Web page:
When Divorce Settlement Tax Optimization Goes Wrong

Tax optimization is an important aspect of a comprehensive divorce settlement. Easy Soft’s CIS software easily interfaces with Divorce Financials, our more general divorce product, to give New Jersey family law attorneys options to help them find the best settlement for both parties in a divorce. However, as shown in a recent case, tax optimization can go too far.

Why Optimize?

The IRS considers child support and alimony to be different. Child support is considered a natural part of caring for children and is not considered income any more than buying your kid a pair of shoes or paying his tuition. Since it is not income it is not taxed on either the child’s or the custodial parent’s return, nor is it deductible on the payor’s return.

However alimony is considered income. Since the two parents no longer have a legal relationship and don’t share assets, money paid from one to the other is income. The recipient must declare the alimony on taxes and the payor can deduct alimony payments.

In light of this relationship many divorce practices use family attorney software to trade alimony and child support dollar for dollar to create an optimized tax situation for one or both parties. This is completely legal and acceptable…except when it’s not.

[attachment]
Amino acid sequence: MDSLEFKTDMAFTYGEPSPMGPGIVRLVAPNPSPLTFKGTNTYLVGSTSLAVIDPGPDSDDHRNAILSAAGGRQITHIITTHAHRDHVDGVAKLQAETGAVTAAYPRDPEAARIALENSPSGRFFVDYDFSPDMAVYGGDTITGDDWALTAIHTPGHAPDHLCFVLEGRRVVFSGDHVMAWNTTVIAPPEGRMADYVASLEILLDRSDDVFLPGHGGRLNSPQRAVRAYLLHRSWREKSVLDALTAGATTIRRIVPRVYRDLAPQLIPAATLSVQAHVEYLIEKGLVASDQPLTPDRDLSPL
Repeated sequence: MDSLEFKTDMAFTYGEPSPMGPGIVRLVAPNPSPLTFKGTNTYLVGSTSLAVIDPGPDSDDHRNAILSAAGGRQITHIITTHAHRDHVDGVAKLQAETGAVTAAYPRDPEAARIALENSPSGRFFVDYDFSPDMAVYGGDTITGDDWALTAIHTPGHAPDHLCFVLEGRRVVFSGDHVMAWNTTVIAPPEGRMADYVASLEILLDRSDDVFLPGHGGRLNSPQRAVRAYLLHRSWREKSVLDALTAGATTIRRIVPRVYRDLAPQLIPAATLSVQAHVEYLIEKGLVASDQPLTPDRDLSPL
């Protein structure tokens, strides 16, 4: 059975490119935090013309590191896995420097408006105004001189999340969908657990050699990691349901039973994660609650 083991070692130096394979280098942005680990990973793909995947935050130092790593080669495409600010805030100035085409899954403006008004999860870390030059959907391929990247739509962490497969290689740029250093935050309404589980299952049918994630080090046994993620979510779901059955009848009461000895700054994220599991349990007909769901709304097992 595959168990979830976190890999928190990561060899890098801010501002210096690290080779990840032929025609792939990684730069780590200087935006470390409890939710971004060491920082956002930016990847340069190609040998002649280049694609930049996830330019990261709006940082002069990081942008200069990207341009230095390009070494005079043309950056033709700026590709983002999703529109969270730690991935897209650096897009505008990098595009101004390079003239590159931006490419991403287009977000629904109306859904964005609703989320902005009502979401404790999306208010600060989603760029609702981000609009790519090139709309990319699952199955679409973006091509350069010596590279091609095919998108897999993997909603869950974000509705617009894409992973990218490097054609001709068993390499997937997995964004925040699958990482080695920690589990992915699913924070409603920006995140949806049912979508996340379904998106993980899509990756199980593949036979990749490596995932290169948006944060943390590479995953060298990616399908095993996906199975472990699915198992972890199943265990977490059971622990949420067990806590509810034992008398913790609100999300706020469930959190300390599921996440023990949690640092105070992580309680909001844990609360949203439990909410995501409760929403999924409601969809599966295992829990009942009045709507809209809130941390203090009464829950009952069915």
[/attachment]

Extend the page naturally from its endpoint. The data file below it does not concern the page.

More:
When Is A Deduction Not A Deduction

Recently in the case of Johnson v. Commissioner of Internal Revenue, the U.S. Tax Court ruled against the deductibility of the husband’s “alimony” payments because they said that the payments were really child support in disguise. Why was this case different from the countless other cases where child support and alimony are openly exchanged?

In the agreement the alimony was specifically tied to the youngest child’s graduation from high school. The court ruled that since the payments were tied to an event related to the child, they were clearly child support and not alimony and therefore not tax deductible to the father.

The important factor here is the court didn’t specifically object to the tradeoff. It objected to tying the alimony payments to the child. Family law attorneys should be careful when wording a divorce agreement not to link alimony payments to events in the children’s lives.

CIS may not be able to help you word your settlements, but it does make it easy to complete the CIS statement NJ divorces require. If you are using CIS be sure to look at Divorce Financials as well so you can create tax optimized settlements.